Henry Richards, C.J. and Pramada Charan Banerji, J.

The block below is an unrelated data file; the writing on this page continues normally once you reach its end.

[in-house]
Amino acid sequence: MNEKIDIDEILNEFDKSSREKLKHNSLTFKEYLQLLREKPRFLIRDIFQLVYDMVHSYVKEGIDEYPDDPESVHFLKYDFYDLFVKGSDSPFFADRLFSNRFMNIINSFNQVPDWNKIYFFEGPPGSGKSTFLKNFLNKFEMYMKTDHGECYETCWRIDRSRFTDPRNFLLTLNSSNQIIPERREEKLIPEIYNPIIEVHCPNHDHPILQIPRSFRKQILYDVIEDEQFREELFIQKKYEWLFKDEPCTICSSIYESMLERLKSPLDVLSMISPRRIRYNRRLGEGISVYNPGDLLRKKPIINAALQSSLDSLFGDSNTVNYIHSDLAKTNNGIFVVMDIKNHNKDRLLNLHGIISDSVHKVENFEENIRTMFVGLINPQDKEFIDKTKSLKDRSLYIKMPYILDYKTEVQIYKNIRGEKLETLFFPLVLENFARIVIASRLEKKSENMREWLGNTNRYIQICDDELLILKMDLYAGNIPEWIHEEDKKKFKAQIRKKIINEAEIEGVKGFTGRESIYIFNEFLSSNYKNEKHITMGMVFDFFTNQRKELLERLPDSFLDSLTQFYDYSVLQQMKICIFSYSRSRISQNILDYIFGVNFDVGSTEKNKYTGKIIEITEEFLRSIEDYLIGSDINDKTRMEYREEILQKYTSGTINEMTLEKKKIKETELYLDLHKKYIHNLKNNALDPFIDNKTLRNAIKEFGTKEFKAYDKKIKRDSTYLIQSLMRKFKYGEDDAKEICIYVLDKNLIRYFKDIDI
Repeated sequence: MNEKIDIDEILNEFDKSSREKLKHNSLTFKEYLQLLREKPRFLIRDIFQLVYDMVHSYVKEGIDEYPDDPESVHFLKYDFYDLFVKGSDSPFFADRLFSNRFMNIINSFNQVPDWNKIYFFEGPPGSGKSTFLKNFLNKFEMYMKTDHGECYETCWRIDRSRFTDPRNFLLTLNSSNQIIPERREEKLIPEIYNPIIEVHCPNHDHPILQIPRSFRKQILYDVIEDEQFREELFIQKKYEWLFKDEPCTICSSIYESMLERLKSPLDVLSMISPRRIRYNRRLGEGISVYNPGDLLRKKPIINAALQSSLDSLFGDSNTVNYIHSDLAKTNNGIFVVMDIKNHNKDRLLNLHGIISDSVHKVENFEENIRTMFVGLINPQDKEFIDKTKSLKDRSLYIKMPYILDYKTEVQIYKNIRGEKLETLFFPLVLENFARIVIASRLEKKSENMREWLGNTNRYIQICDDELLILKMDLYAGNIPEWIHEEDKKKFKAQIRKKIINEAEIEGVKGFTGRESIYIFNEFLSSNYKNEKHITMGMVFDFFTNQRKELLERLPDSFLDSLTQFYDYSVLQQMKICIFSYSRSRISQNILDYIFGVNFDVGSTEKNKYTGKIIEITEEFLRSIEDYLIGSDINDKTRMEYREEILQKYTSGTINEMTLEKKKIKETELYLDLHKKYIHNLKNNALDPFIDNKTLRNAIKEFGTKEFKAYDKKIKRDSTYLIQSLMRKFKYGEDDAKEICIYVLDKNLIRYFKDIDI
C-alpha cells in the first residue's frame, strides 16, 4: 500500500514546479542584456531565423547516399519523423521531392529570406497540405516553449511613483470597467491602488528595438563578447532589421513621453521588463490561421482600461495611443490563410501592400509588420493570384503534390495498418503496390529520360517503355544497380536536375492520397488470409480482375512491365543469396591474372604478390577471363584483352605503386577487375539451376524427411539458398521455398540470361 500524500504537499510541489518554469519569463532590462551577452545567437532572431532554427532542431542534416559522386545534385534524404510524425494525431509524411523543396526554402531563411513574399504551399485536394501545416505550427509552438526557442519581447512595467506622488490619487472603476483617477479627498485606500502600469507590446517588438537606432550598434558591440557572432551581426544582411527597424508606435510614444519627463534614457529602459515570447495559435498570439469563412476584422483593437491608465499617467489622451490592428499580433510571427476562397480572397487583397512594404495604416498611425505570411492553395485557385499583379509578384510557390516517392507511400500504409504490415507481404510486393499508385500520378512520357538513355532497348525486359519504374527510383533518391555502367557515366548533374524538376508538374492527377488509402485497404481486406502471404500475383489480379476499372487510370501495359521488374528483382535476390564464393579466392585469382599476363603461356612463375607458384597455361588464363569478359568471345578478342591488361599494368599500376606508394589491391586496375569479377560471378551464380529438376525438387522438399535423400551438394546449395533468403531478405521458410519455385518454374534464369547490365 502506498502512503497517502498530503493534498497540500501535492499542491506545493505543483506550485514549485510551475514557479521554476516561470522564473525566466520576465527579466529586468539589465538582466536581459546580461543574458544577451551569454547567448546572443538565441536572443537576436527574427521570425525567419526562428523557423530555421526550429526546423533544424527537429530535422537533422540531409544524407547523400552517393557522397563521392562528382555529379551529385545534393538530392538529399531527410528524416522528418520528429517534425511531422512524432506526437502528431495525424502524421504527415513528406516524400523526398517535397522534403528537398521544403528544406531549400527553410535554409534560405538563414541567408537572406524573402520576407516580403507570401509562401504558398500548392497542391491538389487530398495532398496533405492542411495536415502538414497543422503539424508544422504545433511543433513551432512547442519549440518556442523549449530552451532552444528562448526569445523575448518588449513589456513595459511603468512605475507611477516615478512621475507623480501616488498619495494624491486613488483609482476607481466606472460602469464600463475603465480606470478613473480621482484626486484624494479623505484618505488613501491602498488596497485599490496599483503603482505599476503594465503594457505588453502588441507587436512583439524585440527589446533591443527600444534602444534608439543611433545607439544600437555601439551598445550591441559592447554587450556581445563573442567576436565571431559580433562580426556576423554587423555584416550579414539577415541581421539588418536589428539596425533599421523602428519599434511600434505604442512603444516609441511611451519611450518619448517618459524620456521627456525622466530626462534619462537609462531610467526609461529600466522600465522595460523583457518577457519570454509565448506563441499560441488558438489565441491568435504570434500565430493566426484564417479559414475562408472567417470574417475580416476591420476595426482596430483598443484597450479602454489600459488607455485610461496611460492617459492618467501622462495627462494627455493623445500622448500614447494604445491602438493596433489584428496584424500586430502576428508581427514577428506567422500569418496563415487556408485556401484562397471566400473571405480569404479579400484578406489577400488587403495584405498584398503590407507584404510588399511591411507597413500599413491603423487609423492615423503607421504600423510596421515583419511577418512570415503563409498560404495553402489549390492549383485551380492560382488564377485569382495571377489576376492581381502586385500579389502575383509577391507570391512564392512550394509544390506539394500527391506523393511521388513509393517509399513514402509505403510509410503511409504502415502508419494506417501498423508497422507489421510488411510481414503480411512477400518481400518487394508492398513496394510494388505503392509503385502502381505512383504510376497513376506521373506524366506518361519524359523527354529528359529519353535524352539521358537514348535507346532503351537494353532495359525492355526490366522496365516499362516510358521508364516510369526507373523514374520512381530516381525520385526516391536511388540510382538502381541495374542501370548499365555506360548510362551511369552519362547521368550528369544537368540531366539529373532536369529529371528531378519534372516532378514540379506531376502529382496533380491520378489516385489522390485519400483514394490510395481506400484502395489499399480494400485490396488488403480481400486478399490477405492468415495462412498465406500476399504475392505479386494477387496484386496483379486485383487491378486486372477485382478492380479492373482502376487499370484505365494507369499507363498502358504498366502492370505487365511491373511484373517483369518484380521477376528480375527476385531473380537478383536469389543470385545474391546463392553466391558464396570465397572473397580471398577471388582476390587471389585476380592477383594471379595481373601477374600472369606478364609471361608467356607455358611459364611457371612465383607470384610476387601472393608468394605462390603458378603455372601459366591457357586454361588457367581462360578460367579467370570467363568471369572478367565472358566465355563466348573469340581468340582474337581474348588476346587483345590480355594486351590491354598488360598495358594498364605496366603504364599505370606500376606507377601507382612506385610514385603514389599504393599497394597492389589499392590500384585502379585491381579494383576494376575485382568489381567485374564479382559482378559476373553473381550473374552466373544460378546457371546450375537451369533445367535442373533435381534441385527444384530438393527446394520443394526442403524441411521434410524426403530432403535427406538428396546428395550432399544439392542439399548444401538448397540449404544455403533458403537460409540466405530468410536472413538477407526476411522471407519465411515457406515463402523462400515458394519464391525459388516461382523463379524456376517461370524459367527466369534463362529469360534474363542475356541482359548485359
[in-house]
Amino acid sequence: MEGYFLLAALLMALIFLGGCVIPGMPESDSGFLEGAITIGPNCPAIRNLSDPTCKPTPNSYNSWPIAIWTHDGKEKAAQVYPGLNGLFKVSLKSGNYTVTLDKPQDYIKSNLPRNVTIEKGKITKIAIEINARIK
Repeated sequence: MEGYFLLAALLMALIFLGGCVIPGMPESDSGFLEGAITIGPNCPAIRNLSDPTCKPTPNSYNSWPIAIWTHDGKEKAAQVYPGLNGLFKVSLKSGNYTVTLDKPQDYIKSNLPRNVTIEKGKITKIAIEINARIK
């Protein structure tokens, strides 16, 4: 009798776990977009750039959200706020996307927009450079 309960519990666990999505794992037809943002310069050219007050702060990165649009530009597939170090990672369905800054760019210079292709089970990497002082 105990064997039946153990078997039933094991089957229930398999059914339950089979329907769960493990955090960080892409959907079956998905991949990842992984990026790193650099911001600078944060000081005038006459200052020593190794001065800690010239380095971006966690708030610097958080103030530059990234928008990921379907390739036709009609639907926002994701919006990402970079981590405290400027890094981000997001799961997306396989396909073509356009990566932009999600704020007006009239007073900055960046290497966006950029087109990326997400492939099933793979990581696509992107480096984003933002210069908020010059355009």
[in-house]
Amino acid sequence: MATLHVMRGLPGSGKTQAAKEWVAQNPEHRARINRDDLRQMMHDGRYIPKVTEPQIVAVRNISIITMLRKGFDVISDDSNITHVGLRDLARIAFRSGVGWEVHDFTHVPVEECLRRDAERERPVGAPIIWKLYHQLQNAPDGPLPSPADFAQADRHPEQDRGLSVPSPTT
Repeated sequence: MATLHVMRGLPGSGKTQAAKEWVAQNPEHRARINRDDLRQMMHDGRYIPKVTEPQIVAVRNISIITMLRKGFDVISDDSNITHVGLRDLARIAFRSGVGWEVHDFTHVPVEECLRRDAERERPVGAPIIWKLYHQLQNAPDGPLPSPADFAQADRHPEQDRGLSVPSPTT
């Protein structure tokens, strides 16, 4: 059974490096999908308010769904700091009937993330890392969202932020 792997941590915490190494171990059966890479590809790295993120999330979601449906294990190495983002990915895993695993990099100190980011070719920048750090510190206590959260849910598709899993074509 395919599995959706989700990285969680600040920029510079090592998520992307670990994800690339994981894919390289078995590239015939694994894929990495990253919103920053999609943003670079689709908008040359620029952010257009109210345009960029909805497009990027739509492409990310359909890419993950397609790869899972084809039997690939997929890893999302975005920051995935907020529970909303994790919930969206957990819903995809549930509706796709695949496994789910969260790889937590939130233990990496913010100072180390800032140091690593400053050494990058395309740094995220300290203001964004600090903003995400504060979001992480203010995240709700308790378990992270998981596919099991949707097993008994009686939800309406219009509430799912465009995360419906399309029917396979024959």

1. This appeal arises out of proceedings under the Laud Acquisition Act. The learned District Judge has affirmed the award of the Collector on the sole ground that the appellant did not state 'the nature of his interest in the land and the particulars of his claim to compensation for such interest' by way of objection under Section 9, Clause (2), of the Land Acquisition Act. He appears to have considered that, such objection not having been put forward, he was justified (if not bound) under Section 25, to affirm the award of the Collector. Section 9 of the Land Acquisition Act provides that the Collector must cause public notice to be given at convenient places, at or near the land to be taken, stating that the Government intends to take possession of the land and claims to compensation for all interest in such land may be made to him. Clause (2) prescribes what the notice shall state, and amongst other things that the notice shall require all persons interested in the land to appear before the Collector at a time mentioned in the notice. It has expressly provided that the time shall not be earlier than 15 days after the publication of the notice. In the present case the publication of the notice was on the 18th of July, and the date required for appearance before the Collector was the 24th of July, clearly a much shorter period than that prescribed by the section. Clause (3) provides for a second notice which is to be served on the occupier of the laud, which is to the same effect as the notice prescribed by Clause (2). In the present case this personal notice was served on the 16th of July. This also is less than 15 days. The learned Judge seems to have thought that because the personal notice was served, the first notice was unnecessary and as no time was prescribed in the second notice the appellant is not entitled to complain that the notice served on him gave him less than 15 days to make his objection. 'We think that the learned Judge was wrong in the view he took. In the first place the Act requires that two notices are to be served, and accordingly the service of the first notice containing what is prescribed by the section was absolutely necessary. We think also that the 15 days ought to be allowed by the second notice. There is no reason why the occupier should not have same time allowed him within which to make his objection as other persons. We think that the words 'to the same effect '' in Clause (8), really mean that the second notice should have the same matters mentioned in it, including the time, as the first notice. The learned District Judge should therefore have tried the case and considered the evidence, and the appellant ought to be considered. as having had sufficient reason for not filing his objections before the Collector, We allow the appeal, set aside the order of the learned District Judge and remand the case to him with directions to re-admit the case on its original number on the file and proceed to hear and determine the same on the merits having regard to what we have said above. The respondent must pay that costs of this appeal.